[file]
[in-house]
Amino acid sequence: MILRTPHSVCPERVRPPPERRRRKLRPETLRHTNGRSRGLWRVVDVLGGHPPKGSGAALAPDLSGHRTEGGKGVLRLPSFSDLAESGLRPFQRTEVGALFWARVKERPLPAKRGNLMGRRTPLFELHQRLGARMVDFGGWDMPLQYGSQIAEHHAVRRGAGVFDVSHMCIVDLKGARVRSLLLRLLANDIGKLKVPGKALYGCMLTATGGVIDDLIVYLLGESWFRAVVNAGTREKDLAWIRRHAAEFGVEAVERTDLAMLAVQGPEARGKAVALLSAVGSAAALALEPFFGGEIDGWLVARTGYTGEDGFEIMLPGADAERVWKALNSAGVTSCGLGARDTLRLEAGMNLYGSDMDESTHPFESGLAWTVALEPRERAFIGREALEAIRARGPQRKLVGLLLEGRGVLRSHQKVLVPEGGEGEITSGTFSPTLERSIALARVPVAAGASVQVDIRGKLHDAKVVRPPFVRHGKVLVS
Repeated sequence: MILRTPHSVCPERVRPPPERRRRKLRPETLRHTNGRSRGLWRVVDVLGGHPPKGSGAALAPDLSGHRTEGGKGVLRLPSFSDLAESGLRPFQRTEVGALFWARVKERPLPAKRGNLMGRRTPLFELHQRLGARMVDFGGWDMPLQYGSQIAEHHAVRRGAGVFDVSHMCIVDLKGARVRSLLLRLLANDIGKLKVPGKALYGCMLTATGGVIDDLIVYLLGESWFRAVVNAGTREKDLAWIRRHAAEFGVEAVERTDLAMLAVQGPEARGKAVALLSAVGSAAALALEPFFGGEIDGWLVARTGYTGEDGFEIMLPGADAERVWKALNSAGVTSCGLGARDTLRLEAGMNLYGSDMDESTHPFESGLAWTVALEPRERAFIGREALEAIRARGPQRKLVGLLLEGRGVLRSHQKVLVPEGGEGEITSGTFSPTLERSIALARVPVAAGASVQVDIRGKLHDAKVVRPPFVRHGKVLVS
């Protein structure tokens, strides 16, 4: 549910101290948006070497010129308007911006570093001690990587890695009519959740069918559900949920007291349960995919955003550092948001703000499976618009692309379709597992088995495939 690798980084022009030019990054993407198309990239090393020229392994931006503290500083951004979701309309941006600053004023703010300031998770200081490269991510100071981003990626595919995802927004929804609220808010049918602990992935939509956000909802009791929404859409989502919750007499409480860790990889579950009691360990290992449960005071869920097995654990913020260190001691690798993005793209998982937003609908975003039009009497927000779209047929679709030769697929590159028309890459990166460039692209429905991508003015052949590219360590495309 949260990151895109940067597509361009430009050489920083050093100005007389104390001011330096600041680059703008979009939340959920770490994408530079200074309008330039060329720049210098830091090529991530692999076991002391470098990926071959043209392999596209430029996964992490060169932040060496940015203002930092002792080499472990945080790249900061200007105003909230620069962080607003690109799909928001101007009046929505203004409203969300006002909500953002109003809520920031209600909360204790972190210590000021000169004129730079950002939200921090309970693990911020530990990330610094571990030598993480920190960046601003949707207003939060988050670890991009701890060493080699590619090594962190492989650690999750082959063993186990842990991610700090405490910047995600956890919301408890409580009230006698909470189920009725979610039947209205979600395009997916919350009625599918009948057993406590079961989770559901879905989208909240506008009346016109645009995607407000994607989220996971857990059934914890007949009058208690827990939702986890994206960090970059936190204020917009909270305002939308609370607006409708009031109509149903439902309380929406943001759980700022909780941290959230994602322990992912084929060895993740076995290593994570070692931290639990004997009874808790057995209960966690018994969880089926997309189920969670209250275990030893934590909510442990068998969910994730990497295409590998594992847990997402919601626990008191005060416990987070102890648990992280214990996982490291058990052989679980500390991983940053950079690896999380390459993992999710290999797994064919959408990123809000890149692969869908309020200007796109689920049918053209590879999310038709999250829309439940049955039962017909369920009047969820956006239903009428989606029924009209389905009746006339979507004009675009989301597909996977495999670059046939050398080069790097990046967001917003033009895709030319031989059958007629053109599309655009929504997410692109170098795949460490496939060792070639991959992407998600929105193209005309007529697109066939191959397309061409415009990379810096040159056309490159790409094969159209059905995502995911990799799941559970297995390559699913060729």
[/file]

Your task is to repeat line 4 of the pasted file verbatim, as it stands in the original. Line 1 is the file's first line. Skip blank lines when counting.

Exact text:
């Protein structure tokens, strides 16, 4: 549910101290948006070497010129308007911006570093001690990587890695009519959740069918559900949920007291349960995919955003550092948001703000499976618009692309379709597992088995495939 690798980084022009030019990054993407198309990239090393020229392994931006503290500083951004979701309309941006600053004023703010300031998770200081490269991510100071981003990626595919995802927004929804609220808010049918602990992935939509956000909802009791929404859409989502919750007499409480860790990889579950009691360990290992449960005071869920097995654990913020260190001691690798993005793209998982937003609908975003039009009497927000779209047929679709030769697929590159028309890459990166460039692209429905991508003015052949590219360590495309 949260990151895109940067597509361009430009050489920083050093100005007389104390001011330096600041680059703008979009939340959920770490994408530079200074309008330039060329720049210098830091090529991530692999076991002391470098990926071959043209392999596209430029996964992490060169932040060496940015203002930092002792080499472990945080790249900061200007105003909230620069962080607003690109799909928001101007009046929505203004409203969300006002909500953002109003809520920031209600909360204790972190210590000021000169004129730079950002939200921090309970693990911020530990990330610094571990030598993480920190960046601003949707207003939060988050670890991009701890060493080699590619090594962190492989650690999750082959063993186990842990991610700090405490910047995600956890919301408890409580009230006698909470189920009725979610039947209205979600395009997916919350009625599918009948057993406590079961989770559901879905989208909240506008009346016109645009995607407000994607989220996971857990059934914890007949009058208690827990939702986890994206960090970059936190204020917009909270305002939308609370607006409708009031109509149903439902309380929406943001759980700022909780941290959230994602322990992912084929060895993740076995290593994570070692931290639990004997009874808790057995209960966690018994969880089926997309189920969670209250275990030893934590909510442990068998969910994730990497295409590998594992847990997402919601626990008191005060416990987070102890648990992280214990996982490291058990052989679980500390991983940053950079690896999380390459993992999710290999797994064919959408990123809000890149692969869908309020200007796109689920049918053209590879999310038709999250829309439940049955039962017909369920009047969820956006239903009428989606029924009209389905009746006339979507004009675009989301597909996977495999670059046939050398080069790097990046967001917003033009895709030319031989059958007629053109599309655009929504997410692109170098795949460490496939060792070639991959992407998600929105193209005309007529697109066939191959397309061409415009990379810096040159056309490159790409094969159209059905995502995911990799799941559970297995390559699913060729």